Piersall Turns to Teaching

United Press International

He moves with the agility of a man half his age, camping under fly balls and getting ready to throw to the right base.

It’s still second nature for Jimmy Piersall, who at age 56 is back in baseball doing what he thinks he does the best: teaching baseball.

The Cubs hired the controversial ex-ballplayer and ex-announcer to serve as an outfield instructor during the spring. He will also serve as an instructor for the minor league prospects the Cubs have down on the farm.

Piersall has dedicated himself to keeping in shape, not just to be a coach and teacher but to stay alive.


“Well, I played a lot of tennis and some workouts but I had open heart surgery a couple of years ago so I have to watch it,” Piersall says. “One of the toughest things is to hit the fungoes. I must hit 100 fungoes a day.”

Piersall has lost weight since the surgery, due in part to his self-imposed training program but also from just bending over to pick up baseballs.

“When you pick up your own baseballs, it’s a lot of exercise,” he said. “Coaches get a lot of exercise, just as much as the players do.”

Piersall encountered a generally veteran ballclub with the Cubs’ major league players. He had to reorient some of them on the basics of fielding.


“Bobby Dernier had some trouble picking up the balls the right way and he’s a former Gold Glover,” Piersall said. “I found the veterans responsive. I also got a lot of support from (manager) Jim Frey.”

Piersall was known as a slick fielder during his 17-year career. His offensive statistics never quite matched his abilities as a glove man.

He has tried to use his experience not only to work with the veterans but to instruct some of the 18- and 19-year-old prospects the Cubs have in their farm system. Piersall admits he recalled the advice he got when he came up from Dom DiMaggio as a basis for his teaching.

“At the end of his career he was a big help to me,” Piersall said. “After a time, Dom said I didn’t need any more help and when he said that, I knew was ready for the majors.”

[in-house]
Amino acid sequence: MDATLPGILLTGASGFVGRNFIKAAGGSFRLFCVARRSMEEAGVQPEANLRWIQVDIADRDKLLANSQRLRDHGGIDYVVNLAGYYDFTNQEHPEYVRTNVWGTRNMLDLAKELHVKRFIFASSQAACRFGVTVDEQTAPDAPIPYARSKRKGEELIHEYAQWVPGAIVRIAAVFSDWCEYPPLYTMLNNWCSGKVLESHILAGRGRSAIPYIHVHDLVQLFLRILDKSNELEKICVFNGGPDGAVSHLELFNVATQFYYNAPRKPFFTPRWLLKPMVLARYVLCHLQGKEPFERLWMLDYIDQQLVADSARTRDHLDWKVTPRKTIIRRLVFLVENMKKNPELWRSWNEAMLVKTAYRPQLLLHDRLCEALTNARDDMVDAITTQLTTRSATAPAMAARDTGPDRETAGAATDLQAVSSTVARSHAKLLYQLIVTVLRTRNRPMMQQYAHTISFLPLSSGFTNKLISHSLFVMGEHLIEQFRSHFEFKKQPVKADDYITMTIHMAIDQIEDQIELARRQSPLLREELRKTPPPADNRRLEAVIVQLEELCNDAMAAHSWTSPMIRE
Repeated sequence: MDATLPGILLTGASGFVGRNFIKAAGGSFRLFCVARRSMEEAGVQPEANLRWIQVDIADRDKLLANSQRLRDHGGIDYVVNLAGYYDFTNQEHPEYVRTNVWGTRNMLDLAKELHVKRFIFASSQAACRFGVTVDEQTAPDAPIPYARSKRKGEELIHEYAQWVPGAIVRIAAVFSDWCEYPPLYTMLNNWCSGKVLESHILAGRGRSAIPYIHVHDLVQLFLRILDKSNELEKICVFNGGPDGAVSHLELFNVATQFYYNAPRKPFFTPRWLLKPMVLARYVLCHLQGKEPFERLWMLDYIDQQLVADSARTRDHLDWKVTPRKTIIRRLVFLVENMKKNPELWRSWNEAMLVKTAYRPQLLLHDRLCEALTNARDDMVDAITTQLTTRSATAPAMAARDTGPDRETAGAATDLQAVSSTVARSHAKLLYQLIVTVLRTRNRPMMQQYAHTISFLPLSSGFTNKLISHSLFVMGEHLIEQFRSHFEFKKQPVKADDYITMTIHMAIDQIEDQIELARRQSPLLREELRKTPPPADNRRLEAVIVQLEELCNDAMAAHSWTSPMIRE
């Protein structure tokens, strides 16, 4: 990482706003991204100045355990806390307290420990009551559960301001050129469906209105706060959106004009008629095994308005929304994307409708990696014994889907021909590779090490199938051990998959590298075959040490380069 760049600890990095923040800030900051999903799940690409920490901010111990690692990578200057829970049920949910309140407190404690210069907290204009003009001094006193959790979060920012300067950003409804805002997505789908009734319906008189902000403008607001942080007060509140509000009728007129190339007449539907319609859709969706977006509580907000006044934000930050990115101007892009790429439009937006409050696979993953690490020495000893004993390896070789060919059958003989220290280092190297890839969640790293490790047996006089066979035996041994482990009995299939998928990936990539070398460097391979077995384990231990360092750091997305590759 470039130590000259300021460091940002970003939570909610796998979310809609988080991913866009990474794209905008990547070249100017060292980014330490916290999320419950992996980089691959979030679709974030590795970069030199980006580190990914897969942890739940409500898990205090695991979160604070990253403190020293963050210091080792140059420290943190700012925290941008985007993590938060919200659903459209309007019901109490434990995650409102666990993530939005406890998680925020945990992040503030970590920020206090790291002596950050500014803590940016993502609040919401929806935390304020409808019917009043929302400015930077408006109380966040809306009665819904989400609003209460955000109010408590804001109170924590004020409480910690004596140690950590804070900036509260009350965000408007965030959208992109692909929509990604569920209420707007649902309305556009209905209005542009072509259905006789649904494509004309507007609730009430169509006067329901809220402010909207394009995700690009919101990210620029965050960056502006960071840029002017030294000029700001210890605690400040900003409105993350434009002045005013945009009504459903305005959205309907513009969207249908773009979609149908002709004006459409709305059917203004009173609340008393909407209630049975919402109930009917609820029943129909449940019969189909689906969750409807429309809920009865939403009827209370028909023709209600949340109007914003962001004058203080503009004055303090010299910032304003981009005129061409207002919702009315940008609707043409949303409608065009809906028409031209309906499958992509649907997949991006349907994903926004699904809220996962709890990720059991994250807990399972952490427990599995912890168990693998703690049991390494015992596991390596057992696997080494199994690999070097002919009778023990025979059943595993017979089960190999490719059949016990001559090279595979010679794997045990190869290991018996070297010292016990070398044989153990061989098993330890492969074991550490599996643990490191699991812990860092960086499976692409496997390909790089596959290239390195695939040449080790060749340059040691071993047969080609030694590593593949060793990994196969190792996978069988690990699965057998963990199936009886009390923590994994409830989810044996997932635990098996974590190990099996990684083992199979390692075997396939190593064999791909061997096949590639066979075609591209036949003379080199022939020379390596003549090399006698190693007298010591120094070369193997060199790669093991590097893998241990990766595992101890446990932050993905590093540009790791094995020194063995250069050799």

One essential element in the Piersall school of teaching is to treat players the same way he was treated when he was in the majors.

“I think we all like personalized attention. Don’t show up anyone,” he said. “If I see something, I take them aside. You don’t try to embarrass anyone. Make them aware. I read where Carlton Fisk says he is going to go to sleep in the outfield. No way you do that in the outfield.”

Fielding has become somewhat of a lost art in the days where offensive performances are gauges for the high salaries for free agents. But Piersall said he was encouraged by the attention some of the younger Cub prospects have had toward sharpening their fielding skills.

“Some of them are working hard. Some may be better than the veterans on the field,” he said. “I think pride is a big thing. Think of 50,000 fans in the stands and you mess up. That’s a great incentive to work at fielding.”


Overlooking fielding skills may actually start on the Little League level where the weaker kids are often “stuck” deep in the outfield. But Piersall said that is a mistake.

“I don’t think the best players play the infield,” he said. “That’s a myth.”

Piersall played the outfield from the time he started in grammar school and, with the exception of a brief stop at shortstop under Lou Boudreau, with Cleveland, Piersall has made the outfield his home.

“I don’t like to think about those days at short,” he said. “If you want to be good, you stick to one position. That’s what I tell people. Keep them there and develop that skill. Don’t be moving your prospects around.”

The best fielding outfielder--other than himself--that Piersall ever saw?

“I would say Paul Blair, but he didn’t have a good arm like me,” he said. “Willie Mays was the best all around player including fielder I ever saw.”

The worst?

“Yogi Berra was the worst,” he said. “He’d been a great DH. He was a great player.